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River Valley Outdoors
For many River Valley ice anglers, building and maintaining an ice fishing shack remains a yearly ritual – upgrading the shack each year and hauling it out on the ice becomes a tradition of sorts.
Most shacks remain in the same location for the winter, then the industrious angler tows the shack off the lake or pond before the ice goes out.
While I have enjoyed the comforts of fishing from many different handmade ice-fishing shacks, I still have yet to build my own. I also don’t think I’d like being limited to one fishing location. Most ice shack owners leave their shacks in one location, rather than going through the trouble of hauling it off the ice each outing only to drag it back out onto another pond or lake the next fishing trip.
I prefer the mobility of an ice-fishing shelter that folds up onto an easy-to-tow sled. I can toss the lightweight shelter into the back of my pickup and take it to any lake or pond I might decide to fish on a certain day.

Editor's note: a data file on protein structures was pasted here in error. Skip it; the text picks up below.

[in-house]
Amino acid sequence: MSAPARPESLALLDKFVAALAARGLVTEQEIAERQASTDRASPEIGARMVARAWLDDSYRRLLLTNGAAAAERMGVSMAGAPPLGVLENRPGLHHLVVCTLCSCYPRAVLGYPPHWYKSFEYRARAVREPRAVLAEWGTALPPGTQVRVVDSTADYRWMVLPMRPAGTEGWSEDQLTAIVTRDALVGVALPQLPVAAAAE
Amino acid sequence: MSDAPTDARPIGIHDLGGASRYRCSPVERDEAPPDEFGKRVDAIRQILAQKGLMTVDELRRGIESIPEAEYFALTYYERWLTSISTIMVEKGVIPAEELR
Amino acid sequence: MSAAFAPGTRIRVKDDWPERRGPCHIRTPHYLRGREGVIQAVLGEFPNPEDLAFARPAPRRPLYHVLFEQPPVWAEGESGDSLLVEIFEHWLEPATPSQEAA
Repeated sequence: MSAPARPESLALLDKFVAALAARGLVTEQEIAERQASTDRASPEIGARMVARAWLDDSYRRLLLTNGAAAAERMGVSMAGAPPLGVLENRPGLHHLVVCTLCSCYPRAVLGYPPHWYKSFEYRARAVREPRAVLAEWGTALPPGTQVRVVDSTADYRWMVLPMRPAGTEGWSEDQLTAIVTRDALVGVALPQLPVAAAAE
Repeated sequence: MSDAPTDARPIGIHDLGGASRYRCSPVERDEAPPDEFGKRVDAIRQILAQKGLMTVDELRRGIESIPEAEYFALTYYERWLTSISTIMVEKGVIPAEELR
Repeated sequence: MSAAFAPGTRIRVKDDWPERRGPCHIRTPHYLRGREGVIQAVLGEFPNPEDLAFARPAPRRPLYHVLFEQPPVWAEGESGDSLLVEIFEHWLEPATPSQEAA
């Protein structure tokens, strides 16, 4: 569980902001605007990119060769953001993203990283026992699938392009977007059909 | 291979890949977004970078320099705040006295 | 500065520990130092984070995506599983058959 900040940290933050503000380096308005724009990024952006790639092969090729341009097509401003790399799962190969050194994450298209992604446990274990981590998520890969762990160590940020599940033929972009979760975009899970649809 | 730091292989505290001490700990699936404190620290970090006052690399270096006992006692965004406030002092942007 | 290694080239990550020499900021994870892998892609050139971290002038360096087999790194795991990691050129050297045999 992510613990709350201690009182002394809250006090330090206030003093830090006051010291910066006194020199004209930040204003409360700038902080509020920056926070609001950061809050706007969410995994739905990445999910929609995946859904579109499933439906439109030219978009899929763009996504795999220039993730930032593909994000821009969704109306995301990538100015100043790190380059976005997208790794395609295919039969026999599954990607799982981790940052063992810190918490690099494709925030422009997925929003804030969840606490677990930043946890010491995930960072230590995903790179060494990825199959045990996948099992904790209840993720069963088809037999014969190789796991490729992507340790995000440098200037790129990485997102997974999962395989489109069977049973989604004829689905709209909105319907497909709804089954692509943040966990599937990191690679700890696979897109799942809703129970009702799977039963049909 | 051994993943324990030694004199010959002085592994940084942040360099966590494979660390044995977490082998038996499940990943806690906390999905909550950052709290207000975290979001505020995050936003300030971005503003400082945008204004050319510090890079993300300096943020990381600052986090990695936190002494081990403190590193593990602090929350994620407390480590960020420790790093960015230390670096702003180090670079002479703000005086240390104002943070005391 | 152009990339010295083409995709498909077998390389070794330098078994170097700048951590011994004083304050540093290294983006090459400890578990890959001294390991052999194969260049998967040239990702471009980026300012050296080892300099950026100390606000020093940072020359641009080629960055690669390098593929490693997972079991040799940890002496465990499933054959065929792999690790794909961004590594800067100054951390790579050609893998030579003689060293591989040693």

The shelter I own, made by Clam Trap (clamoutdoors.com), has two seats with a solid plastic sled as a base. The plastic sled carries all my fishing gear, as well as a small Coleman Black Cat heater to add extra heat – just make sure to keep a little opening to provide a fresh air supply.
It takes less than five minutes to flip the frame and cover up over the sled to provide shelter from the wind and snow. Tag it down to the ice with some stout nails and the strongest winds won’t blow the sled around.
The little heater really warms things up, even if it’s below zero outside. Whenever heating an enclosed shelter, always make sure to avoid burning up all of the oxygen in the shelter by leaving a small opening. I keep the door wide open so I can keep an eye on the traps, and it still stays quite warm inside.
The key to successful ice fishing often lies in a good base knowledge of the body of water being fished, the proper use of the gear available, and some fresh bait to lure predatory fish into striking.
All the knowledge in the world won’t help an angler catch fish if they get too cold and give up. Staying warm and comfortable on the ice counts as a number-one priority for ice-fishing success – especially when the wind increases the discomfort of temperatures that get anywhere below freezing.